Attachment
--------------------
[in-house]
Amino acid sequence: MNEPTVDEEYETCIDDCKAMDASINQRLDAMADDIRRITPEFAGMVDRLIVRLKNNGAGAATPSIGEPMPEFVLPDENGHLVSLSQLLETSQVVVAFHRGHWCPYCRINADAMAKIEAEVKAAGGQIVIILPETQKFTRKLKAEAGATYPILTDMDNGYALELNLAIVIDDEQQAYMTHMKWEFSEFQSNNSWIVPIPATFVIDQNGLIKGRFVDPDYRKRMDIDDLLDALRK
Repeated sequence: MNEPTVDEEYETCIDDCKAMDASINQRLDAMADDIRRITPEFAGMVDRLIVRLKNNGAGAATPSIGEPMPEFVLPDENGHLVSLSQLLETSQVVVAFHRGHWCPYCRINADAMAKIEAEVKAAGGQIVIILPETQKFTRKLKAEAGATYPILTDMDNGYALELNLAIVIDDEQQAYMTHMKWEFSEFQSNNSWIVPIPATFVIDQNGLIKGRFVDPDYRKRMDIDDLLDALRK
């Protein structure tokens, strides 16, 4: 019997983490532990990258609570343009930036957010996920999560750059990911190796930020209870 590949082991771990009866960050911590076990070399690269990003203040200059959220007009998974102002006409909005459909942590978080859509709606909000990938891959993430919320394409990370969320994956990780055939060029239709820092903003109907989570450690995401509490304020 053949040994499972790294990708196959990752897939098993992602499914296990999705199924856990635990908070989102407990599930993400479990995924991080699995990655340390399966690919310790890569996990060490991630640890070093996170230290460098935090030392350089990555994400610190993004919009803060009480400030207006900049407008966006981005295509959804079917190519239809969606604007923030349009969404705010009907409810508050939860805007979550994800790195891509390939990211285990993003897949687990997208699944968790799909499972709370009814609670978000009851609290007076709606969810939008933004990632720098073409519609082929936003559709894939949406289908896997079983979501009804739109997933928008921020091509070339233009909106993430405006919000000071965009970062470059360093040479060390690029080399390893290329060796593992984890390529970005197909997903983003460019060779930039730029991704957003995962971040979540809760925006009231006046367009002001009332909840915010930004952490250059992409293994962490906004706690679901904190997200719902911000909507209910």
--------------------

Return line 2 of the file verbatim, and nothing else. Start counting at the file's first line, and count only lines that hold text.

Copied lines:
Amino acid sequence: MNEPTVDEEYETCIDDCKAMDASINQRLDAMADDIRRITPEFAGMVDRLIVRLKNNGAGAATPSIGEPMPEFVLPDENGHLVSLSQLLETSQVVVAFHRGHWCPYCRINADAMAKIEAEVKAAGGQIVIILPETQKFTRKLKAEAGATYPILTDMDNGYALELNLAIVIDDEQQAYMTHMKWEFSEFQSNNSWIVPIPATFVIDQNGLIKGRFVDPDYRKRMDIDDLLDALRK